Monday, July 27, 2009

The Truth About Detroit's Bankruptcies

Posted on by Stephen Lubben:

The Chrysler and General Motors chapter 11 cases have been vilified in almost every finance-focused media outlet. As a bankruptcy professor, I am confused why this is.

Bankruptcy Code section 363 allows a company to sell its assets before producing a chapter 11 plan. And in the past decade, secured lenders have used this provision, plus the control inherent in being a secured lender, to take charge of chapter 11 cases. The drawn-out, debtor-controlled chapter 11 process of Eastern Airlines and Pan Am is long gone.

The new lenders, who typically have control over all of the debtor's cash and thus have almost complete control over the debtor's fate, are willing to fund a quick sale because section 363 provides a better mechanism for selling assets than state foreclosure law. Chapter 11 now routinely involves a sale early in the case, with the remainder of the case devoted to distributing the proceeds of the sale among the creditors.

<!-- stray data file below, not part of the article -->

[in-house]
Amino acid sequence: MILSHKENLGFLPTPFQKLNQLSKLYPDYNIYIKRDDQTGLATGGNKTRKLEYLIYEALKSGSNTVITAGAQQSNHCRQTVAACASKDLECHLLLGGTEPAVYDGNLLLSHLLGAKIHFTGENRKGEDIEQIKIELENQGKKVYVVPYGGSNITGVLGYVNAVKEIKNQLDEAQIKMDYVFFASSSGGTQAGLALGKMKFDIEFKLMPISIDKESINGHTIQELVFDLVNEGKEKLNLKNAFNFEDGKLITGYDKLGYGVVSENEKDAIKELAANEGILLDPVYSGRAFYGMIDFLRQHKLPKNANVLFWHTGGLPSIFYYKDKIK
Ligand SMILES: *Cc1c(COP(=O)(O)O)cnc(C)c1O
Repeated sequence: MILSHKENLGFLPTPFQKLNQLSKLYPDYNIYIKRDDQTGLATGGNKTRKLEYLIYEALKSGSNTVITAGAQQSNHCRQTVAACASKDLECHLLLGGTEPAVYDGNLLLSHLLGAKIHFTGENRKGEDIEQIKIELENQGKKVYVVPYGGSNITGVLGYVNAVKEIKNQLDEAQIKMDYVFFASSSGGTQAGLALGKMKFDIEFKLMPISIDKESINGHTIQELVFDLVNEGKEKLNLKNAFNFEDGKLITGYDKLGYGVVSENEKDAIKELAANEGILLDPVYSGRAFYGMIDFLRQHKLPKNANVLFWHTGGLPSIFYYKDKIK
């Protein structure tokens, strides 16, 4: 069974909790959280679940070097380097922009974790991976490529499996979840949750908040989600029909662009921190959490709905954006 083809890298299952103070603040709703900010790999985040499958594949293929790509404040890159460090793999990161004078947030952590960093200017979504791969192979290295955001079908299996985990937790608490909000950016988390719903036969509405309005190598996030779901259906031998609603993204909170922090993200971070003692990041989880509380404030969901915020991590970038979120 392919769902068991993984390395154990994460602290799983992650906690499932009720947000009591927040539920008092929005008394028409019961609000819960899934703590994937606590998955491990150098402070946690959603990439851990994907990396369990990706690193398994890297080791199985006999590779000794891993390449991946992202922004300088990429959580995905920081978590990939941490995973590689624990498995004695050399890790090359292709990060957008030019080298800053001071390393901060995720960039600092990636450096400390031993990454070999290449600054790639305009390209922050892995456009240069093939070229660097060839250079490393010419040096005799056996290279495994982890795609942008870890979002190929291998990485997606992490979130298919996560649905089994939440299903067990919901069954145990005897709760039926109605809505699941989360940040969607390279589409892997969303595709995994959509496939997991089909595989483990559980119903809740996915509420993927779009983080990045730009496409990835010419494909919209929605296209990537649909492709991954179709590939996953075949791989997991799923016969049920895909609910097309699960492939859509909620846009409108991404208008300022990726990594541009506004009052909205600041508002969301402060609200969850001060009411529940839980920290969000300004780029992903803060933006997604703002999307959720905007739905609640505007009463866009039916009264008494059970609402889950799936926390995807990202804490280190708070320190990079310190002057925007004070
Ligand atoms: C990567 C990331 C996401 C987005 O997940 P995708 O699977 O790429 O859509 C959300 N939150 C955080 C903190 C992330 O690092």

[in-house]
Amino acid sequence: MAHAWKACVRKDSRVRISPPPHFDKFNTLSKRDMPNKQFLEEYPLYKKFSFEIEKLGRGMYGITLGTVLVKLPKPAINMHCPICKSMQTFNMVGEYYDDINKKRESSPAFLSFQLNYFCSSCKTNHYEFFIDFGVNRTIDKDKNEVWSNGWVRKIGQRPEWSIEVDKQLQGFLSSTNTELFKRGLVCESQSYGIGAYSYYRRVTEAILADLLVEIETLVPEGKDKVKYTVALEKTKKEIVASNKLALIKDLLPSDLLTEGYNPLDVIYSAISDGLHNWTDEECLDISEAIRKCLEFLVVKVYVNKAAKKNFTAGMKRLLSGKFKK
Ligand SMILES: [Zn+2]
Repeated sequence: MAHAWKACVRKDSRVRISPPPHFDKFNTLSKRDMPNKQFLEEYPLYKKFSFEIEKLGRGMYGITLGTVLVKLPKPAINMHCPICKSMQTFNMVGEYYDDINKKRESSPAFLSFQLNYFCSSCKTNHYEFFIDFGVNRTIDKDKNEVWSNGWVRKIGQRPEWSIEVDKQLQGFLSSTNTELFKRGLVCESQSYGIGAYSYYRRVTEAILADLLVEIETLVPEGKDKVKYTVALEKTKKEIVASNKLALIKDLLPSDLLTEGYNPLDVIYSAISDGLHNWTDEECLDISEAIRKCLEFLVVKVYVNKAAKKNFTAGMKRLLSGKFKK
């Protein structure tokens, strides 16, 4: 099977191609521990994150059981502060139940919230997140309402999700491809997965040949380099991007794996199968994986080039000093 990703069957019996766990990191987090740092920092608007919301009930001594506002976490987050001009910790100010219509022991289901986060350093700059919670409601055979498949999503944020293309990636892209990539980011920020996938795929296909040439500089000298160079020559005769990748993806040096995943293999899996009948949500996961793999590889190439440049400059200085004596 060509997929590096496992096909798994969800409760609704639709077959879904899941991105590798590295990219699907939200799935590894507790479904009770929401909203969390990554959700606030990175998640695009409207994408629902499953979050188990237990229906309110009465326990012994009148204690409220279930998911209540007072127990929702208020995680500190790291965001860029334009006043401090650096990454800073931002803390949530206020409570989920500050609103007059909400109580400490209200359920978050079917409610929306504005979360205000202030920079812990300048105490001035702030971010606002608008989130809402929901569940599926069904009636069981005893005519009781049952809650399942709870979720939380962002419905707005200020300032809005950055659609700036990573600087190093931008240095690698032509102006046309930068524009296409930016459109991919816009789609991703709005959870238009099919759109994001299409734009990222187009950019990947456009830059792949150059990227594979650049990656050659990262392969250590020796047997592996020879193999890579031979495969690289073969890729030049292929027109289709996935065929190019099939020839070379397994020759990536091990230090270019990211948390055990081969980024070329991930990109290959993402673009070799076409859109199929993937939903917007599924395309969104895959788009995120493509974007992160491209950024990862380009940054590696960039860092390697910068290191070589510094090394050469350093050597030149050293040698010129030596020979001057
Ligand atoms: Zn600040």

The basic structure used to reorganize both GM and Chrysler was not unprecedented. Indeed, it was entirely ordinary. In both cases, the "good" assets were sold to new entities. The consideration for that sale goes to the "old" debtor, and will be distributed according to the absolute priority rule. None of this constitutes a covert reorganization plan or a corruption of the bankruptcy process.

The UAW is getting better treatment than other unsecured creditors. But that better treatment is not coming from the debtor. It is coming from the government, passing through the purchaser of the "good" assets in each case. We can debate whether it is wise for the government to bail out the UAW, but it does not implicate the bankruptcy process.

There is also little to the idea that either case impairs investor rights. GM had $27 billion in secured debt and a liquidation value of at most $9.7 billion. That is, if GM had liquidated, the bondholders would have been entitled to absolutely nothing.

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